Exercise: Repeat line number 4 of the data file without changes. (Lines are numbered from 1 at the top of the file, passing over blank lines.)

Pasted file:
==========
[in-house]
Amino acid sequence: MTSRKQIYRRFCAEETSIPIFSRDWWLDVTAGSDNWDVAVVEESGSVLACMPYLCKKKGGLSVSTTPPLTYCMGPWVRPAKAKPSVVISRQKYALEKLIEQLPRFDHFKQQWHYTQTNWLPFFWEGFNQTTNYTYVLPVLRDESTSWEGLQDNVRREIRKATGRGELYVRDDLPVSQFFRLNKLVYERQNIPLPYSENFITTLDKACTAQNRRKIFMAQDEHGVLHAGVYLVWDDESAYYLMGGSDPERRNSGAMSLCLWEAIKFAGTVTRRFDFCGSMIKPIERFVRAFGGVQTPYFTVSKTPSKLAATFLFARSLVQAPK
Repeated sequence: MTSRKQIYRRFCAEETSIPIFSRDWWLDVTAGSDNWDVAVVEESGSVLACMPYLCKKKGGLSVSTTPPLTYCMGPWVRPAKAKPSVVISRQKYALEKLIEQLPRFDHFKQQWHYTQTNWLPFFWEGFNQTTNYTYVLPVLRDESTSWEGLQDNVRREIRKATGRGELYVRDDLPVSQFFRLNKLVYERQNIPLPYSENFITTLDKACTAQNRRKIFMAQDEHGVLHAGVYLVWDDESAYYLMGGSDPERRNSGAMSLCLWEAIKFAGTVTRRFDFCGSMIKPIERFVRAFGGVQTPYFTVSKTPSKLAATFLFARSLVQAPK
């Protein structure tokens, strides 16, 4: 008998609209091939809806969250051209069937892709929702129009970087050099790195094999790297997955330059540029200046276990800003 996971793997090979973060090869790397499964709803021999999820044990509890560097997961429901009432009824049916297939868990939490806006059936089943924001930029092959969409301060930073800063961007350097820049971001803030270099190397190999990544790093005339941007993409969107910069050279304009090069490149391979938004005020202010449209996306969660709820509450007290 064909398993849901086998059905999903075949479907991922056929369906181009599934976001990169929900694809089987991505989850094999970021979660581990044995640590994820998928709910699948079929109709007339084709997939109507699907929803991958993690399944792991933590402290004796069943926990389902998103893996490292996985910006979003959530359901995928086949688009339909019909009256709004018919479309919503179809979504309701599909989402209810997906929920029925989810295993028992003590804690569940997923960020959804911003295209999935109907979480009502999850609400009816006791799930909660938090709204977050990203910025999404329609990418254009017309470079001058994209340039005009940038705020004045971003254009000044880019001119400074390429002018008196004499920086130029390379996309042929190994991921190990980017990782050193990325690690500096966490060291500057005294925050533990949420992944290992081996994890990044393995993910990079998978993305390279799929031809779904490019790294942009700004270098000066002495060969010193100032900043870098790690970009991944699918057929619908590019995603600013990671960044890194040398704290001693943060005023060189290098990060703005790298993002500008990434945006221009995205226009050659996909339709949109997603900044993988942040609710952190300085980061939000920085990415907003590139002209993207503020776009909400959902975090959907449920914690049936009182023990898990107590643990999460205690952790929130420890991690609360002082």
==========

């Protein structure tokens, strides 16, 4: 008998609209091939809806969250051209069937892709929702129009970087050099790195094999790297997955330059540029200046276990800003 996971793997090979973060090869790397499964709803021999999820044990509890560097997961429901009432009824049916297939868990939490806006059936089943924001930029092959969409301060930073800063961007350097820049971001803030270099190397190999990544790093005339941007993409969107910069050279304009090069490149391979938004005020202010449209996306969660709820509450007290 064909398993849901086998059905999903075949479907991922056929369906181009599934976001990169929900694809089987991505989850094999970021979660581990044995640590994820998928709910699948079929109709007339084709997939109507699907929803991958993690399944792991933590402290004796069943926990389902998103893996490292996985910006979003959530359901995928086949688009339909019909009256709004018919479309919503179809979504309701599909989402209810997906929920029925989810295993028992003590804690569940997923960020959804911003295209999935109907979480009502999850609400009816006791799930909660938090709204977050990203910025999404329609990418254009017309470079001058994209340039005009940038705020004045971003254009000044880019001119400074390429002018008196004499920086130029390379996309042929190994991921190990980017990782050193990325690690500096966490060291500057005294925050533990949420992944290992081996994890990044393995993910990079998978993305390279799929031809779904490019790294942009700004270098000066002495060969010193100032900043870098790690970009991944699918057929619908590019995603600013990671960044890194040398704290001693943060005023060189290098990060703005790298993002500008990434945006221009995205226009050659996909339709949109997603900044993988942040609710952190300085980061939000920085990415907003590139002209993207503020776009909400959902975090959907449920914690049936009182023990898990107590643990999460205690952790929130420890991690609360002082």